In biomedical experiments, Tetracarbon shows ‘exceptionally’ low blood coagulation potential, improving the biocompatibility of medical implants. Among its most prospective medical applications are cadiovascular devices, orthopaedic and dental implants, contact lenses, interocular lenses, soft tissue implants, surgical needles and sutures.

It also shows unusual electrical properties. Electrical conductivity along the chains is much higher than in other directions. Using tunnel microscopy, gold particles are clearly visible through 270 Angstroms thick Tetracarbon film, thanks to electronic tunnelling along the vertical carbon chains. Film deposited on a copper plate has a resistance of about 1 Ohm, almost independent of coating thickness whether 160 or 2,000 Angstroms. It is also possible that it may be given different semiconducting properties by doping, and it is worth noting that there is much research in using doped diamond as a semiconductor as an alternative to silicon, because of its higher thermal conductivity and resistance to radiation and other hazards.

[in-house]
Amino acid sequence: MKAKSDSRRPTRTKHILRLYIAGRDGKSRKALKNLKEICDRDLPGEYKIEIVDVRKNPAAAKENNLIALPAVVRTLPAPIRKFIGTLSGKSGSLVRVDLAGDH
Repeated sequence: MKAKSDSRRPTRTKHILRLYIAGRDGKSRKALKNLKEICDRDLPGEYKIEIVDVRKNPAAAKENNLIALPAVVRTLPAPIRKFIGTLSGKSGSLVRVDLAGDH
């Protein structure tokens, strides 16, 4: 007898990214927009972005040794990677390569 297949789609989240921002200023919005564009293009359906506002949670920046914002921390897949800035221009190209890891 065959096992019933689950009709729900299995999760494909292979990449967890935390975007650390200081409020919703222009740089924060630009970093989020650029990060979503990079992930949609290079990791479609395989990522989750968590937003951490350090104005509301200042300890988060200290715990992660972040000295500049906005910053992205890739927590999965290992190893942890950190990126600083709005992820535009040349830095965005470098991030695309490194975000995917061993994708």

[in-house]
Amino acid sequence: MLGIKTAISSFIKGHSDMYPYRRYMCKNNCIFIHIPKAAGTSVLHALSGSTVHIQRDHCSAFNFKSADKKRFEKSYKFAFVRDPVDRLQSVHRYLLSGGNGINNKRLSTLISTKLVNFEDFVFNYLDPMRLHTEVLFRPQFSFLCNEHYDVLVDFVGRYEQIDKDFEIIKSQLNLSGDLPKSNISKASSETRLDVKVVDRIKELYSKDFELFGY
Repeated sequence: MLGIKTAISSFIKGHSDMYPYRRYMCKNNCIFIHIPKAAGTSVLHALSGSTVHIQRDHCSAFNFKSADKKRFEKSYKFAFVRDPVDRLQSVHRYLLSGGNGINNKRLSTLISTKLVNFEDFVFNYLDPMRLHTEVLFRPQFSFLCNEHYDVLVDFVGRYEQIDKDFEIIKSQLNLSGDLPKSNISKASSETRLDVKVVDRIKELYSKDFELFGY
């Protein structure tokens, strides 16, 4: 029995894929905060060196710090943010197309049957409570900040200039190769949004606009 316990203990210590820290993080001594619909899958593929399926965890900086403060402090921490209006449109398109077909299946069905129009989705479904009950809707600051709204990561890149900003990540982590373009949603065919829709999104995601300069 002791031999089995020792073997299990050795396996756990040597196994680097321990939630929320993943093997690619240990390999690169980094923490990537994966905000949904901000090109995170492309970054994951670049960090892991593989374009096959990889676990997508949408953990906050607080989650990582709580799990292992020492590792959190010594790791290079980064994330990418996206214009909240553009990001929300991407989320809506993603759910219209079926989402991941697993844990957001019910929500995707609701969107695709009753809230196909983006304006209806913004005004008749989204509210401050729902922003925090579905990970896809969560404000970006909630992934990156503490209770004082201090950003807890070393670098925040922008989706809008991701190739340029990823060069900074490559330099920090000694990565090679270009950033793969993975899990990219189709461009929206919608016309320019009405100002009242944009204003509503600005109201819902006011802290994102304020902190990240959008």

But in the very long term, its greatest potential is probably as a material of exceptional tensile strength. It is not so many years ago that the first carbon whiskers showed the promise of carbon fibre. Today, carbon fibre is the material of choice for sports equipment and fast cars both on and off the track. The potential of nanotubes and Tetracarbon is an order of magnitude greater. It then becomes possible to think of concepts such as tethered orbiting satellites, and lifts running up the tethers to carry materials to launch sites above the earth’s atmosphere.